Maiya's preschool celebrated Halloween with a practice run. First they had their pictures taken by a professional photographer. Then, they took their homemade grocery bags trick-or-treating at the temple offices upstairs and then went door-to-door at the classrooms, knocking on something like 17 doors, with parents waiting inside to hand out non-candy treats and goodies. Afterwards, they ran around in the gym like crazy for like half an hour.
Maiya had a great time. She was confidently walking up to the doors, knocking and loudly saying "trick-or-treat" which is much different from me as a shy child, hovering in the back of the group. I'm also always a little wary about the number of fairies and princesses among the girls and am always happy to see other costumes for girls that are not too "girlish." I know that many want to be princesses at this age in particular, but I know it is because that's what the corporate media, Disney, stores, commercialism and parents, perpetuating and feeding into that whole thing. We had an all black witch costume, but I felt a little nervous that Maiya would feel left out if she wasn't a princess, but she was totally cool with it, and just so excited that it was Halloween.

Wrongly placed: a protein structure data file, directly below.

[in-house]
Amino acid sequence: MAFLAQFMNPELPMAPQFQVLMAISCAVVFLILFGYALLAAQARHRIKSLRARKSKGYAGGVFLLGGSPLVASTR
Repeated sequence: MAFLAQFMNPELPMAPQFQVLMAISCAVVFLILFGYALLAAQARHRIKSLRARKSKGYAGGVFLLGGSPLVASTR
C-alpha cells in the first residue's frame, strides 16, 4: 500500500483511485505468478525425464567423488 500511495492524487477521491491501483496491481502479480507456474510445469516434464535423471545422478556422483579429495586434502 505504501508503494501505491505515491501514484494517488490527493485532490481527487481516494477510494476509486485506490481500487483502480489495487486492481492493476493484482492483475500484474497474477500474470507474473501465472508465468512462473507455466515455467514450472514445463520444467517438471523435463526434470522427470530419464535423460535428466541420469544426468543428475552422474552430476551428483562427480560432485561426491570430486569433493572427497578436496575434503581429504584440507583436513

The other thing as a parent that bothers me about Halloween is the amount of processed foods that fall under "non-candy" snacks, rice krispy treats, chocolate covered pretzels, cookies, chips, sweetened "fruit" nuggets that advertise as healthy (that one is hard to swallow). Since we don't buy these types of things, I don't like to have them in the house. If I'm going to give her a packet of processed snacks, I try to take it out of the wrapper and divvy it up into 2 or 3 servings, so she doesn't get too attached to the corporate logos and such. The other night she wanted a fruit rollup, so I gave her a plate of real fruit first, before she could eat it, and she did.
Next up: Halloween in the neighborhood.
P.S. I know you voted today, right?